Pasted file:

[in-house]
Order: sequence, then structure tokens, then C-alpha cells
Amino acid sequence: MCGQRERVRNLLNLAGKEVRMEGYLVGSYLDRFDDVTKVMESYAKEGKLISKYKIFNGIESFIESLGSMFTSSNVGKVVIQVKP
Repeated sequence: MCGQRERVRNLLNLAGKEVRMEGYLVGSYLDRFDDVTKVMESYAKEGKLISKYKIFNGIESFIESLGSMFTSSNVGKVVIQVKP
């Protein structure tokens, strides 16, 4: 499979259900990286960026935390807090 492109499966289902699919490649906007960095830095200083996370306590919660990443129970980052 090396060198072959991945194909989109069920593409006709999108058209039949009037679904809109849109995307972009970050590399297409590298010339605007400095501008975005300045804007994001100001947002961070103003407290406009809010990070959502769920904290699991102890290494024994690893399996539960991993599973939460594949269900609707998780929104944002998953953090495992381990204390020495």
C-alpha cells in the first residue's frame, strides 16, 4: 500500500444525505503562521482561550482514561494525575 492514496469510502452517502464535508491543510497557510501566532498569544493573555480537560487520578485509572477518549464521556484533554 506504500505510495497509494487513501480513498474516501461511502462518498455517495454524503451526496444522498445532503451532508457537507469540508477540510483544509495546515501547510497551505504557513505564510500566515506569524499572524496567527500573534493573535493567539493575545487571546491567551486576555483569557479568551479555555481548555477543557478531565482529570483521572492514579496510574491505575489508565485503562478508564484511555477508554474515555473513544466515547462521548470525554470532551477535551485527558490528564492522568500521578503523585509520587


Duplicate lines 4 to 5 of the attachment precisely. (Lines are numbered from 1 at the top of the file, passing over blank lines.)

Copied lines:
Repeated sequence: MCGQRERVRNLLNLAGKEVRMEGYLVGSYLDRFDDVTKVMESYAKEGKLISKYKIFNGIESFIESLGSMFTSSNVGKVVIQVKP
């Protein structure tokens, strides 16, 4: 499979259900990286960026935390807090 492109499966289902699919490649906007960095830095200083996370306590919660990443129970980052 090396060198072959991945194909989109069920593409006709999108058209039949009037679904809109849109995307972009970050590399297409590298010339605007400095501008975005300045804007994001100001947002961070103003407290406009809010990070959502769920904290699991102890290494024994690893399996539960991993599973939460594949269900609707998780929104944002998953953090495992381990204390020495």